17

I've been seeing these attributes around on more modern websites like GitHub and such, and they always seemed to coincide with a customized popover like the title attribute.

<a href="/" data-value="hovering message">Option 1</a>
<a href="/" data-title="hovering message">Option 2</a>
<a href="/" data-original-title="hovering message">Option 3</a>
<a href="/" original-title="hovering message">Option 4</a>

I read some documents about data- attributes on HTML5 Doctor, and I'm not quite sure of the point.

Is there some SEO or accessibility benefit to using them? And what is the plugin(hopefully jQuery) commonly being used to create the popovers in this specific case?

  • Are u using bootstrap? – PSL Jun 22 '13 at 1:34
  • No, I'm using my own css and js. – questy Jun 22 '13 at 1:38
13

Simply, the specification for custom data attributes states that any attribute that starts with “data-” will be treated as a storage area for private data (private in the sense that the end user can’t see it – it doesn’t affect layout or presentation).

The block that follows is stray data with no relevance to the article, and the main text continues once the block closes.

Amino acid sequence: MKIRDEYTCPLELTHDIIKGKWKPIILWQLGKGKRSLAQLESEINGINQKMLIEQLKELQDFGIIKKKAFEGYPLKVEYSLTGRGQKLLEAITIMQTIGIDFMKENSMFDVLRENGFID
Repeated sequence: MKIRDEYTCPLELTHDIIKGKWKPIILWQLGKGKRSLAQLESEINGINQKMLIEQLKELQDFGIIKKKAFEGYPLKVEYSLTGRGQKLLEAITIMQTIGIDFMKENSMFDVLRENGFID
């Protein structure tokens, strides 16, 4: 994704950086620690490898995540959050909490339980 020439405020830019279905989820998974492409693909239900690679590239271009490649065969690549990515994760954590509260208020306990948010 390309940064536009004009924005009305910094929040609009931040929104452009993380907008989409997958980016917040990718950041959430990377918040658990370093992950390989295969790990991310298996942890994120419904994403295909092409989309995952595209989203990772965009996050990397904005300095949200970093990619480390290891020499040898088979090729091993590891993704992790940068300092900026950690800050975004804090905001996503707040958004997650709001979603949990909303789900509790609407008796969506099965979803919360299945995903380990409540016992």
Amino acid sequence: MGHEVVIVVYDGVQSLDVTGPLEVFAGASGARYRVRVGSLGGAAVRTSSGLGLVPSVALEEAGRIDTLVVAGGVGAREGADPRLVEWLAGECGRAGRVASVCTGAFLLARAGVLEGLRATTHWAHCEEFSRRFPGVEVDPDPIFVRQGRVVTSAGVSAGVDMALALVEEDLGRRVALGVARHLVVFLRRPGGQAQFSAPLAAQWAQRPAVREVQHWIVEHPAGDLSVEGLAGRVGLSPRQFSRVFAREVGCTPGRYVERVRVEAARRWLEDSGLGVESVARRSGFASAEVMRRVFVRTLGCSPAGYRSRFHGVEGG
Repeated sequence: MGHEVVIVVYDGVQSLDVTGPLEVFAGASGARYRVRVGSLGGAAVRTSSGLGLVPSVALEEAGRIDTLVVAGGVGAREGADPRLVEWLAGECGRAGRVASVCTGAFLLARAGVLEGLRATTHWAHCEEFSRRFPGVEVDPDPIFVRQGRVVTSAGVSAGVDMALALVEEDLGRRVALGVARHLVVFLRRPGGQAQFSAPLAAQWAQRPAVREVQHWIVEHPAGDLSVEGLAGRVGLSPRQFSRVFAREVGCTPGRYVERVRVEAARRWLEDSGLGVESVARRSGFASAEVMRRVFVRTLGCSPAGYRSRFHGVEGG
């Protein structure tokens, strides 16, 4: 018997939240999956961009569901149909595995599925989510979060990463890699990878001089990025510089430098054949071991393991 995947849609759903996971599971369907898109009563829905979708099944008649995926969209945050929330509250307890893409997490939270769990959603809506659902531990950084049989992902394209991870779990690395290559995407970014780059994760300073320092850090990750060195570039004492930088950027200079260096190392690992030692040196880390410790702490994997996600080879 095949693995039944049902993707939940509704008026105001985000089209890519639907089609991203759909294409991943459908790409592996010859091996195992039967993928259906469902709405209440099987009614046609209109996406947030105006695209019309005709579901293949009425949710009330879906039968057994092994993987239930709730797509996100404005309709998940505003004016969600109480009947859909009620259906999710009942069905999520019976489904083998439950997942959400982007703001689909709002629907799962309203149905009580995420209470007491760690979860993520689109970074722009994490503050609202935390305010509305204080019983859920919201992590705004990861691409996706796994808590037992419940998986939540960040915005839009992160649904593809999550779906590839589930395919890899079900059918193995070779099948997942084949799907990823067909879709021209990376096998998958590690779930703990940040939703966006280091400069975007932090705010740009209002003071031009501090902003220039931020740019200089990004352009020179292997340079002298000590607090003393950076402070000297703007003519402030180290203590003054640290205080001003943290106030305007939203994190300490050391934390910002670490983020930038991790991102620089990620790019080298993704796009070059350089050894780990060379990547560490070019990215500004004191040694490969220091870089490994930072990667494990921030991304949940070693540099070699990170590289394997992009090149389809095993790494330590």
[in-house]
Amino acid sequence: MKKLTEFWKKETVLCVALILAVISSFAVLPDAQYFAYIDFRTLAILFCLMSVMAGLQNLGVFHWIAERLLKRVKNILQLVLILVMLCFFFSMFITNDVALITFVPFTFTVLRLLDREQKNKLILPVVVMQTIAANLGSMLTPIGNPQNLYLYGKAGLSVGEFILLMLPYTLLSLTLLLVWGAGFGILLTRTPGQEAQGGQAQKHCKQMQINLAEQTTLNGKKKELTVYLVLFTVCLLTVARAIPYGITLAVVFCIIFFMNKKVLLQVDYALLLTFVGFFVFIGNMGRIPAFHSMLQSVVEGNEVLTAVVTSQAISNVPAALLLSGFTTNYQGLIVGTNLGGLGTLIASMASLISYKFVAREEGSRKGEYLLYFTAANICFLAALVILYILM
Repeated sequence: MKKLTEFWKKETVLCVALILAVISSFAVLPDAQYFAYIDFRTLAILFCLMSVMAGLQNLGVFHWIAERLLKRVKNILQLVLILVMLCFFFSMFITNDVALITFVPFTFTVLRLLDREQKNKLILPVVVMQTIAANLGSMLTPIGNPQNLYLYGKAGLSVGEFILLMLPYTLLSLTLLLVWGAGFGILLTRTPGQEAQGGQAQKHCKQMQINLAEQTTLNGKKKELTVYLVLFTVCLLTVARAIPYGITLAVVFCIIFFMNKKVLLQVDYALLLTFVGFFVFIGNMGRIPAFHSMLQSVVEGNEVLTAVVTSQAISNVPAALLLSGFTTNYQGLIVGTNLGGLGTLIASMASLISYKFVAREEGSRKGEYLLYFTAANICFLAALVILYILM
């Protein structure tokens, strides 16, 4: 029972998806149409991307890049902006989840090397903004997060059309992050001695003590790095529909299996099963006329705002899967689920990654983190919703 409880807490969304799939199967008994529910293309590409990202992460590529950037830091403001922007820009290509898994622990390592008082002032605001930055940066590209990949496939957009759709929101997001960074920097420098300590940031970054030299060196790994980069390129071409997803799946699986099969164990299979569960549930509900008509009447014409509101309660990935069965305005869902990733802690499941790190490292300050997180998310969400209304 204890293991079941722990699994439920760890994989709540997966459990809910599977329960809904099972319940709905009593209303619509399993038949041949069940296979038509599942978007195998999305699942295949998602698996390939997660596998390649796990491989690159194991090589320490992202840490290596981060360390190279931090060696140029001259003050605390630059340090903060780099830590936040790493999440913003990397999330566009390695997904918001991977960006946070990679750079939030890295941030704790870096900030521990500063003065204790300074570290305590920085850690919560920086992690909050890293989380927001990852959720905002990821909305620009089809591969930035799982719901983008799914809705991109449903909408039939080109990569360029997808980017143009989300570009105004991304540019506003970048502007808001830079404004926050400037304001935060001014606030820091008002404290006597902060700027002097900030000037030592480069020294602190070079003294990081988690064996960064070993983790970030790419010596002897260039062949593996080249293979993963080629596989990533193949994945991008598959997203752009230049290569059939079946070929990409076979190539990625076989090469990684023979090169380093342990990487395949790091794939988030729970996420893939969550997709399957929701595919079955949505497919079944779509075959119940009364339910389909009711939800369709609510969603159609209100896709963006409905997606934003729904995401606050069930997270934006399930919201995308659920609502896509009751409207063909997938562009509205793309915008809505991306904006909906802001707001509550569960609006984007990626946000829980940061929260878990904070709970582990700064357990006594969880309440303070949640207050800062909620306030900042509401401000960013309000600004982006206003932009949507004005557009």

This allows you to write valid HTML markup (passing an HTML 5 validator) while, simultaneously, embedding data within your page. A quick example:

 <li class="user" data-name="John Resig" data-city="Boston"
        data-lang="js" data-food="Bacon">
      <b>John says:</b> <span>Hello, how are you?</span>
    </li>

From : Ejohn.org 'Not sure about the external link policy, just putting it in here in case someone wants to know'

12

HTML5 data-* attribute is used for storing data in element

For manipulating with this attribute you can use jQuery.data() or .data() methods.

7

The main point is that data- attributes will not clash with attributes that may added to HTML later or with browser-specific attributes. The idea is to give an author a playground, a name space where he can use attributes for private purposes without fear of having them ever interpreted as standard or vendor-defined attributes in some different meaning.

According to this idea, search engines and assistive software ignore such attributes, as they have no interoperable meaning.

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